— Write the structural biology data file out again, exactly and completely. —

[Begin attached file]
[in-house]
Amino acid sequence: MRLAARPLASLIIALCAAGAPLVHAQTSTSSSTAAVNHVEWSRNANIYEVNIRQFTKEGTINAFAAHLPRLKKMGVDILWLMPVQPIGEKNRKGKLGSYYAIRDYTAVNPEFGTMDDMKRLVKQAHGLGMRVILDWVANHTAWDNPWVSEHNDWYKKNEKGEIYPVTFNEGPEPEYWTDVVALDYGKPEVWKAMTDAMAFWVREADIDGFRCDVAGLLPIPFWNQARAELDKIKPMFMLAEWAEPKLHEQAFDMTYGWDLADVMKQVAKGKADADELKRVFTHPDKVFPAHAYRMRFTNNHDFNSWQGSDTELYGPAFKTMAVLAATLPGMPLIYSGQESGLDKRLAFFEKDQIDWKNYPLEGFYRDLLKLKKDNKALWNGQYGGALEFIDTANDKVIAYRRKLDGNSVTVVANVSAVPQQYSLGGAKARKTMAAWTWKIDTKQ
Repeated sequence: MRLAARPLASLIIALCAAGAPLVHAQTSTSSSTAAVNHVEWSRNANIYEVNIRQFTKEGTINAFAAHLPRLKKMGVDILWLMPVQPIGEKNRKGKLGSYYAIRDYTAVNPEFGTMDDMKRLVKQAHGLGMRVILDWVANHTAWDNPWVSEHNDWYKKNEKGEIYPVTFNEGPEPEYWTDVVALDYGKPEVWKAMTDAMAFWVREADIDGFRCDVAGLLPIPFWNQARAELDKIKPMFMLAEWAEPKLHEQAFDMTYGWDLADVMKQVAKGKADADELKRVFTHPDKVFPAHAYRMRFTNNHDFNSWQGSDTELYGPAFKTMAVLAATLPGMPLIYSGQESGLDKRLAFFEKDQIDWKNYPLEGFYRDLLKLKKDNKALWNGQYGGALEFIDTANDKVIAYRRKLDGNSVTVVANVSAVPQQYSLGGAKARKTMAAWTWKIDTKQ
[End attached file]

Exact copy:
[in-house]
Amino acid sequence: MRLAARPLASLIIALCAAGAPLVHAQTSTSSSTAAVNHVEWSRNANIYEVNIRQFTKEGTINAFAAHLPRLKKMGVDILWLMPVQPIGEKNRKGKLGSYYAIRDYTAVNPEFGTMDDMKRLVKQAHGLGMRVILDWVANHTAWDNPWVSEHNDWYKKNEKGEIYPVTFNEGPEPEYWTDVVALDYGKPEVWKAMTDAMAFWVREADIDGFRCDVAGLLPIPFWNQARAELDKIKPMFMLAEWAEPKLHEQAFDMTYGWDLADVMKQVAKGKADADELKRVFTHPDKVFPAHAYRMRFTNNHDFNSWQGSDTELYGPAFKTMAVLAATLPGMPLIYSGQESGLDKRLAFFEKDQIDWKNYPLEGFYRDLLKLKKDNKALWNGQYGGALEFIDTANDKVIAYRRKLDGNSVTVVANVSAVPQQYSLGGAKARKTMAAWTWKIDTKQ
Repeated sequence: MRLAARPLASLIIALCAAGAPLVHAQTSTSSSTAAVNHVEWSRNANIYEVNIRQFTKEGTINAFAAHLPRLKKMGVDILWLMPVQPIGEKNRKGKLGSYYAIRDYTAVNPEFGTMDDMKRLVKQAHGLGMRVILDWVANHTAWDNPWVSEHNDWYKKNEKGEIYPVTFNEGPEPEYWTDVVALDYGKPEVWKAMTDAMAFWVREADIDGFRCDVAGLLPIPFWNQARAELDKIKPMFMLAEWAEPKLHEQAFDMTYGWDLADVMKQVAKGKADADELKRVFTHPDKVFPAHAYRMRFTNNHDFNSWQGSDTELYGPAFKTMAVLAATLPGMPLIYSGQESGLDKRLAFFEKDQIDWKNYPLEGFYRDLLKLKKDNKALWNGQYGGALEFIDTANDKVIAYRRKLDGNSVTVVANVSAVPQQYSLGGAKARKTMAAWTWKIDTKQ